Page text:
Legal Question in Elder Law in Georgia

The end of July, 2011, my mother-in-law was discharged from the hospital only to collapse at home and be readmitted the next day. She stayed in intensive care for almost 2 weeks then was placed in a nursing home. During her stay in intensive care, there were brief intermittent times that she recognized my husband. Also during her stay in intensive care an attorney that represents a local CPA firm that handes a large trust she inherited from her step mother and an employee of the firm visited her. Without any discussion or the presence of any family members, she signed a financial power of attorney designating the employee of the CPA firm as her financial power of attorney. According to the attorney, this was witnessed by a hospital priest. When the POA was contacted and a copy of the POA paperwork requested, the family was told it was none of their business and she did not have to show them anything. She referred my husband to attorney if he had anymore questions. The court was contacted and it was verified that it had not been put on record. The attorney was contacted and told my husband the same thing the POA did. So we have yet to see the actual POA document. My husband went to see a local judge who worked for my mother-in-law while he was in law school, he assured my husband he would look into it and get back to him that night. He didn't and weeks later when my husband caught him on the phone at home, the judge said he couldn't talk to him about it and couldn't help him and hung up. After numerous falls/injuries during her nursing home stay taff, an omsbudman was contacted. She visited the nursing home and advised the family that she saw the document but gave no details other than it did exist. My mother-in-law passed away April 13, 2012. No will can be located. It is rumored that a copy may possibly be in a safe at her church. The same church the attorney and the lady from the firm attend. We have been told by a 3rd party that the POA cashed in 2 life insurance policies to pay for her nursing home stay, pay off a $15k house note, and $9k for burial expenses. How do we go about finding out what transactions were done by the POA? Also, what can be done about it being obtained during my mother's incapacitated state?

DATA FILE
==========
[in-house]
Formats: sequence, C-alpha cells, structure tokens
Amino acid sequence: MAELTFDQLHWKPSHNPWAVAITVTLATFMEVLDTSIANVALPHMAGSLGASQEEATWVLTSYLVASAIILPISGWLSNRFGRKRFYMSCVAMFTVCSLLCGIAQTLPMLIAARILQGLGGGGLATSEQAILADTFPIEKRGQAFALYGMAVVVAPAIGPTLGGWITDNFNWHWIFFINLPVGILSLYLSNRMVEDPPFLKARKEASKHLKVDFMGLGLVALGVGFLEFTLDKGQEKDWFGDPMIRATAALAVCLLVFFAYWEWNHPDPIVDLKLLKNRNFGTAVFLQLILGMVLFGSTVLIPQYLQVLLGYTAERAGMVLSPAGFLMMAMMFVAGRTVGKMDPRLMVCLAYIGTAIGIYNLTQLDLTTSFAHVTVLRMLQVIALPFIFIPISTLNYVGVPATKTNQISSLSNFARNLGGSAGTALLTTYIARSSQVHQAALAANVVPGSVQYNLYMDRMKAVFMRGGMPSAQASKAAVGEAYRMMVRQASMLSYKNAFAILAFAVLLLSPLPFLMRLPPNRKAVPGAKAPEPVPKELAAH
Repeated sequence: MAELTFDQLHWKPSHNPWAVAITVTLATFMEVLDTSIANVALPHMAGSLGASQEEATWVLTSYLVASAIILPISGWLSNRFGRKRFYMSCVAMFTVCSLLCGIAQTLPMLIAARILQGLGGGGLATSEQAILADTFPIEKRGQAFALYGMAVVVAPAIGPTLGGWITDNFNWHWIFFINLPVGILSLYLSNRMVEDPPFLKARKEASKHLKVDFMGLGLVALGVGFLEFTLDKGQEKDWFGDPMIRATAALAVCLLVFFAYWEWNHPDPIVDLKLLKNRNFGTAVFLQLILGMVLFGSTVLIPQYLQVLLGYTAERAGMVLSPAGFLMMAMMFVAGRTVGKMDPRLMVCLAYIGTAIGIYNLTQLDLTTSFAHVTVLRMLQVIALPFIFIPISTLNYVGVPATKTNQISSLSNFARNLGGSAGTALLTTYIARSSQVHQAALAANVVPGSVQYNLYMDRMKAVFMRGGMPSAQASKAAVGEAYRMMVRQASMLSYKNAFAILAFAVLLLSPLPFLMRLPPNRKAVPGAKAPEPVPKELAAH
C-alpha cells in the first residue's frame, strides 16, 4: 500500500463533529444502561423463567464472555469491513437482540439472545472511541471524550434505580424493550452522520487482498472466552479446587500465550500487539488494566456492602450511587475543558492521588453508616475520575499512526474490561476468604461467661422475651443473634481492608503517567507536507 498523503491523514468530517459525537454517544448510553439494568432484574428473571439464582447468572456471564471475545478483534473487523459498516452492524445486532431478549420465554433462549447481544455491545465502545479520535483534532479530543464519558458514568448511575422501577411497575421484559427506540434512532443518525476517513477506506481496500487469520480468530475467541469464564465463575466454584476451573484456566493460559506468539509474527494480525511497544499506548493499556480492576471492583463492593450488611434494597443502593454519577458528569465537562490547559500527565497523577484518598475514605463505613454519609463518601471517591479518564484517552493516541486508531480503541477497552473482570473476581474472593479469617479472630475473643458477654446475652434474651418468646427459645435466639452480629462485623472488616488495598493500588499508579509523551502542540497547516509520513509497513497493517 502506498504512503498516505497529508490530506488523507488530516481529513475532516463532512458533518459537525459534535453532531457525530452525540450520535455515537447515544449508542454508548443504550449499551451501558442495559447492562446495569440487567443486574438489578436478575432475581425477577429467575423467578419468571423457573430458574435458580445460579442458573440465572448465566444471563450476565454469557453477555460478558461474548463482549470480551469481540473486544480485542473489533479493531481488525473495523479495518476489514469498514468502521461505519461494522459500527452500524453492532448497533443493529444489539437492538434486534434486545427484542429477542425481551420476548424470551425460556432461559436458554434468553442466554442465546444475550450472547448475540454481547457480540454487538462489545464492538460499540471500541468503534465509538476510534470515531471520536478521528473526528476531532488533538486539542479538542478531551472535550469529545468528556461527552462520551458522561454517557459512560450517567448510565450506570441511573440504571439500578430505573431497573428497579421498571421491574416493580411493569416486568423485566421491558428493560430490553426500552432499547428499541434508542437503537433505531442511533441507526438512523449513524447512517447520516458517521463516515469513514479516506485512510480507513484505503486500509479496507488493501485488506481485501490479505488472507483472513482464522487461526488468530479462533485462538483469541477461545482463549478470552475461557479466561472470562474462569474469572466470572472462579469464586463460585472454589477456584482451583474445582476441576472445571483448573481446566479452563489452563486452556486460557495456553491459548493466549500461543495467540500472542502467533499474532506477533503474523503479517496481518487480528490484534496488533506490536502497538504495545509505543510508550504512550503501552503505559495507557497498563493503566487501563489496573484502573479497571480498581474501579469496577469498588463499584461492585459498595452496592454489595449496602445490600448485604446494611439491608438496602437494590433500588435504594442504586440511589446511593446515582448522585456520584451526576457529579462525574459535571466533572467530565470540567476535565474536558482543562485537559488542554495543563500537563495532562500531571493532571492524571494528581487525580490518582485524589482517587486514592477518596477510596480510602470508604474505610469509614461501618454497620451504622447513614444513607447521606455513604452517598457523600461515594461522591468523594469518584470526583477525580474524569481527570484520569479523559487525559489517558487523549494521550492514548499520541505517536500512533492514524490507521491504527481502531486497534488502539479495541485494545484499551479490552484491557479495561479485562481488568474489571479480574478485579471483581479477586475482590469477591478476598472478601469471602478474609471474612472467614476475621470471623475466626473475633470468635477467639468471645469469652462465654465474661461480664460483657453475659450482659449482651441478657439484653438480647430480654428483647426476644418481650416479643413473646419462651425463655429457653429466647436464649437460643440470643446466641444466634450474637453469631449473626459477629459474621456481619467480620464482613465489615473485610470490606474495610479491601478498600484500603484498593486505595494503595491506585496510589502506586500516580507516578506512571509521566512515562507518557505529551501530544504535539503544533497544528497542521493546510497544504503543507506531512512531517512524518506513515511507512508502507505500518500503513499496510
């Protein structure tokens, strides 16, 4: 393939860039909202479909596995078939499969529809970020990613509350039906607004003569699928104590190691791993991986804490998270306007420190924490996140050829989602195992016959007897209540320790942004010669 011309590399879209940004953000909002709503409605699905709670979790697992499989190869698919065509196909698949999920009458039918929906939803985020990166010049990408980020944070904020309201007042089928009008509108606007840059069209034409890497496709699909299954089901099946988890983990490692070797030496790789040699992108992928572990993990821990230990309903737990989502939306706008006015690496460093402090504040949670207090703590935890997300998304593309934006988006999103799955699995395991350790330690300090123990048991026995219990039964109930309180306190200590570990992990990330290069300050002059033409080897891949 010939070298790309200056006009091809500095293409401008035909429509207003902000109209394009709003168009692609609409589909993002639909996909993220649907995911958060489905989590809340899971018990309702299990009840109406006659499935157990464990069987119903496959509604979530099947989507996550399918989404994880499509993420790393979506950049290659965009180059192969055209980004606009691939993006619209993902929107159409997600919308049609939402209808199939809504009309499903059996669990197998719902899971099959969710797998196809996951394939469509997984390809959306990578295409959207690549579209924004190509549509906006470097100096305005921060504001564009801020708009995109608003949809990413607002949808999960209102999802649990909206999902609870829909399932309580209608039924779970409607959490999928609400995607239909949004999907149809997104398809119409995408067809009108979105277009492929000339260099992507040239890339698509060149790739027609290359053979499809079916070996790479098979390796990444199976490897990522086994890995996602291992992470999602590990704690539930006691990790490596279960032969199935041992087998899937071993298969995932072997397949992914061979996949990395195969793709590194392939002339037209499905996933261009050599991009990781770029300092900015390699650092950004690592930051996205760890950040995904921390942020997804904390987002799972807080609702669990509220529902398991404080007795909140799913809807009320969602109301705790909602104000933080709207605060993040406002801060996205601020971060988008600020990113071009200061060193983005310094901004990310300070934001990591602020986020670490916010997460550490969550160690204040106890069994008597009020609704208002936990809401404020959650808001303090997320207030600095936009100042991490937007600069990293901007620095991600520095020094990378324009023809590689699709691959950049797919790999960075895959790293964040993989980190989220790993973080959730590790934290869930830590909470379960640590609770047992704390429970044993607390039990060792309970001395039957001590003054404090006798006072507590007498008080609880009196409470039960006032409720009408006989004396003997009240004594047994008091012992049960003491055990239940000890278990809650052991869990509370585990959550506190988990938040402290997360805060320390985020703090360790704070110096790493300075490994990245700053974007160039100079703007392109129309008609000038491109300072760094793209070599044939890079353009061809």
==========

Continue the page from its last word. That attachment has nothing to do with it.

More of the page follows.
Asked on 4/23/12, 8:54 am

1 Answer from Attorneys

Scott Riddle Law Office of Scott B. Riddle, LLC

It is interesting how the story is much different the second time around. Had this been an important issue, it would have been handled properly months ago. That does NOT include trying to get a judge to use his office to inappropriately handle a personal affair for a friend. An elder care lawyer should have been retained immediately, in 2011, to review what was signed and try to fix any problems. It apparently was not important then, and in spite of the questions, issues and money involved (from your last post) it is only important enough now to post on a message board. No one here has the documents or knows the whole story. If you want it resolved, to the extent it is not months too late, you'll contact a lawyer who handles these estate matters.

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Answered on 4/23/12, 9:21 am

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